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Update on Caltech's Renaming Process
November 08, 2021

To: The Caltech Community
From:  Thomas F. Rosenbaum
Sonja and William Davidow Presidential Chair and Professor of Physics
Date: November 8, 2021
Re: Update on Caltech's Renaming Process

The Caltech Board of Trustees, in accord with recommendations from the Committee on Naming and Recognition and the Ruddock House Renaming Committee, has approved new names for campus assets and honors that previously memorialized individuals affiliated with the eugenics movement:

  • Caltech Hall (formerly the Robert A. Millikan Memorial Library)
  • The Lee F. Browne Dining Hall (formerly the Harry Chandler Dining Hall)
  • The Judge Shirley Hufstedler Professorship (formerly the Robert A. Millikan Professorship)
  • The Edward B. Lewis Professorships of Biology (formerly the Albert Billings Ruddock Professorships of Biology)
  • Grant D. Venerable House (formerly Ruddock House)

The Board previously authorized the renaming of the Linde + Robinson Laboratory as the Ronald and Maxine Linde Laboratory for Global Environmental Science.

These steps follow efforts to connect with at least one descendant, sometimes multiple descendants, of the donors impacted by the actions and to meet all legal obligations and requirements of the associated gift agreements. As I reported to the Caltech community earlier this year, on April 9, 2021, Caltech filed with the Los Angeles Superior Court petitions seeking to remove naming restrictions that were contained in gift agreements used to establish the assets or awards. On August 27, 2021, the court granted Caltech's petitions, allowing the Institute to proceed with renaming.

The name Caltech Hall, given to the most prominent building on campus, recognizes the generations (past, present, and future) of faculty, postdoctoral scholars, researchers, alumni, students, and staff who contribute to the Institute and to society.

Brief biographical sketches of Browne, Hufstedler, Lewis, and Venerable follow:

Lee Franke Browne was Caltech's director of secondary school relations for two decades beginning in the 1970s. He developed successful outreach programs that encouraged students from underrepresented backgrounds to consider careers in science. He also cultivated relationships with high school counselors at hundreds of schools throughout the region, an effort that has been credited with helping to improve graduation rates among underrepresented students at Caltech.

Shirley Mount Hufstedler was this country's first secretary of education, first female federal appellate judge, and a member of the Caltech Board of Trustees for 39 years. Through her role with the board, she supported Caltech's environmental science program, served on an ad hoc board committee that examined the Institute's future, and was chair of the board's Jet Propulsion Laboratory Committee, effectively advocating for JPL's missions and programs. In her broader service to Caltech, she encouraged the Institute to vigorously pursue its efforts to diversify the Caltech community by welcoming talented women, and helped to advise the Institute on childcare, women's issues, student life, and ethics and public policy. Her contributions to improve Caltech's student life are recognized in perpetuity through the endowed Moore-Hufstedler Fund for Enhanced Quality of Student Life.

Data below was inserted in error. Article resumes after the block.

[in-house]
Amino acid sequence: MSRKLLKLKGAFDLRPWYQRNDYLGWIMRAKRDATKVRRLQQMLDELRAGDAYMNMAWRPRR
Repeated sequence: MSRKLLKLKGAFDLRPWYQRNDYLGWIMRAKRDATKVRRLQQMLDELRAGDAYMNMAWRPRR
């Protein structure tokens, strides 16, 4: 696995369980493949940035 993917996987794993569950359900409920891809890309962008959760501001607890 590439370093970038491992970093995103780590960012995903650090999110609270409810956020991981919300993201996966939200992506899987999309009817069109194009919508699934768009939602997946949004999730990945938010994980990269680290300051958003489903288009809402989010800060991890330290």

Edward B. Lewis (PhD '42), was awarded the 1995 Nobel Prize for his groundbreaking studies of how genes regulate the development of specific regions of the body, work he conducted while still a graduate student. Lewis dedicated his academic career to Caltech, joining the faculty in 1946 and continuing to advance research on the genetics of Drosophila. Lewis collected and crossbred fruit fly mutants for decades to identify the genes that control the development of each fly segment. His studies demonstrated that control genes were lined up on the chromosome in the exact order that the segments appear in the fly's body, a principle that subsequently has been established for other animals.

Grant Delbert Venerable (BS '32) was the first Black student to graduate from Caltech, receiving his undergraduate degree in civil engineering. Over his lifetime, he worked as a mining engineer, and he owned and operated a hotel and eraser manufacturing company. Venerable's name was advanced for consideration by the Ruddock House Renaming Committee, which noted in its recommendation that he "led a life that embodies the values and character of the house." While studying at Caltech, he was a member of the YMCA (now the Caltech Y), the American Society of Engineers, the track team, and the Exhibit Day committee. He also wrote for The California Tech, from 1929 to 1932, and served as president of Caltech's Cosmopolitan Club, which was formed to promote fellowship among students of different nationalities.

Together, these changes underscore our continuing commitment to cultivate a thriving, supportive, and inclusive community of scholars. The names of all assets will be updated online immediately, and the Institute will commence the process to replace all physical building signage, while at the same time continuing to record Caltech's history in all its dimensions and tell its story fully. I am grateful to the many members of the Caltech community who have come together to exchange ideas, deliberate about Caltech's past, and seek a future that reflects our highest ideals.